Monday, January 10, 2011
The Naperville White House is a innovate, stimulating, book that is worth every penny!
The year is 2018. Al Queda terrorists are holding hostage a bus load of Americans. In exchange for their release, the terrorists want information on an anti-terrorist bio weapon.
Jay Weise works as an insurance adjustor for NetHealth. Though, Jay has another life. He is the President of the United States. Jay and a bunch of other people from across the world are all part of what is known as The International Organization of Fantasy Governments. Weise is always looking for someone new to add to his cabinet. So when Weise sees a note from a John Sykes, Weise decides to interview him. Sykes studied counterintelligence. Weise hires him as chief of counterintelligence.
Soon Sykes is writing Weise telling him that he has a mole and that there is a plot to kidnap a member of the President’s cabinet. Sykes tells the President that the threats are real and that he will be in contact with him with more information. Weise thinks Sykes is crazy and taking his job too seriously. When Sykes does not stop with his notes, Weise has no other recourse but to fire Sykes. When the things Sykes say come true, Weise must stop the terrorists and protect the United States before it is too late.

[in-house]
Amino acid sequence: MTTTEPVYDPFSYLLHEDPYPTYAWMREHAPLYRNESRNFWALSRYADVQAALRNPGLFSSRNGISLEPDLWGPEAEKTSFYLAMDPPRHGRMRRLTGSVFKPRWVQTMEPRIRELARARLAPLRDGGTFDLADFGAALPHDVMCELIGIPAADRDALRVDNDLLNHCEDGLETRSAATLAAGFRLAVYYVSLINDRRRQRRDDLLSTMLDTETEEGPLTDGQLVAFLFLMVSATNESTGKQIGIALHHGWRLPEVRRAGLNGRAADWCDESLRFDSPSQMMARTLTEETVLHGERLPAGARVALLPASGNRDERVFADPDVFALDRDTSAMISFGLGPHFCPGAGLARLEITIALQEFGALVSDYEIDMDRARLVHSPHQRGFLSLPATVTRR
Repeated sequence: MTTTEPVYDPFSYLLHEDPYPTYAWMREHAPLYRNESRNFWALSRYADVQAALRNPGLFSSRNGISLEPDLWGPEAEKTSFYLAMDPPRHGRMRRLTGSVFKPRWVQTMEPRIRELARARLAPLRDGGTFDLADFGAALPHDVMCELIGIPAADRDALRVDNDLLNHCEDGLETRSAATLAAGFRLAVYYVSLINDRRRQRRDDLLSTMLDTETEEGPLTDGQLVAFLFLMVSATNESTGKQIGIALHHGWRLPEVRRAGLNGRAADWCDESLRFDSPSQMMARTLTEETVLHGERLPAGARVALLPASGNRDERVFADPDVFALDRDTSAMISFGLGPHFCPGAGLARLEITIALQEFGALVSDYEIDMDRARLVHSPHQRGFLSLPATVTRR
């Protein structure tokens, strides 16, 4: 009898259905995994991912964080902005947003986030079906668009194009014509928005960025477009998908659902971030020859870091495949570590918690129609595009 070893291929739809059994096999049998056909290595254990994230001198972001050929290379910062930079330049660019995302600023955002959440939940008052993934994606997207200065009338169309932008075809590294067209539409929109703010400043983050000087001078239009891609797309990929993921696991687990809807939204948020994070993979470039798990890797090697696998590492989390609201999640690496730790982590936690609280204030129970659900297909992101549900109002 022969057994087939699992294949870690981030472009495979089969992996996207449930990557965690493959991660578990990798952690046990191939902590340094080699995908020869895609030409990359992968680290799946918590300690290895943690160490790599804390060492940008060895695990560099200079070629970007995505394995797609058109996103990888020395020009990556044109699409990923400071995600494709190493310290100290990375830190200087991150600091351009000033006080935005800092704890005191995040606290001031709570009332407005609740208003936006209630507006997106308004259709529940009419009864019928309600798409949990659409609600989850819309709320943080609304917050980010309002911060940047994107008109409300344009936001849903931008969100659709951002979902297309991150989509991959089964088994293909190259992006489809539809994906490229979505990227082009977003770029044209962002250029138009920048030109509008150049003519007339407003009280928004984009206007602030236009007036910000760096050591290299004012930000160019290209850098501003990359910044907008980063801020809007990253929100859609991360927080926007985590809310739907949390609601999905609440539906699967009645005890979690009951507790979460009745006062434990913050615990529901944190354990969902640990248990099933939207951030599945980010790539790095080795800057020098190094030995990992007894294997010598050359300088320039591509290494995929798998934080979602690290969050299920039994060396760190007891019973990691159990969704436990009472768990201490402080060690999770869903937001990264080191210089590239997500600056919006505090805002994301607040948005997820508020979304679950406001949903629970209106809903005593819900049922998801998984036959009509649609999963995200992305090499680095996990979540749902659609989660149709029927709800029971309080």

Mr. Bartels is such a good writer that he had me convinced that people really were playing out a fantasy government. Though, if such a thing did exist, I am sure that it would become widely popular like fantasy football. At first this book was hard for me to get into. It is because I had a hard time wrapping my mind around the idea that real civilizations pretended to be the president and the white house staff. These people were serious and had every thing down to the exact details. Once I told myself to quit over analyzing. I was able to sit back and enjoy reading this book. Jay Weise played a first-rate President. For someone who never really made an appearance in the book and whom the readers knew very little details about, Sykes really knew how to make a strong presence. The footnotes inserted throughout this book, I found to be intriguing and noteworthy. The Naperville White House is a innovate, stimulating, book that is worth every penny!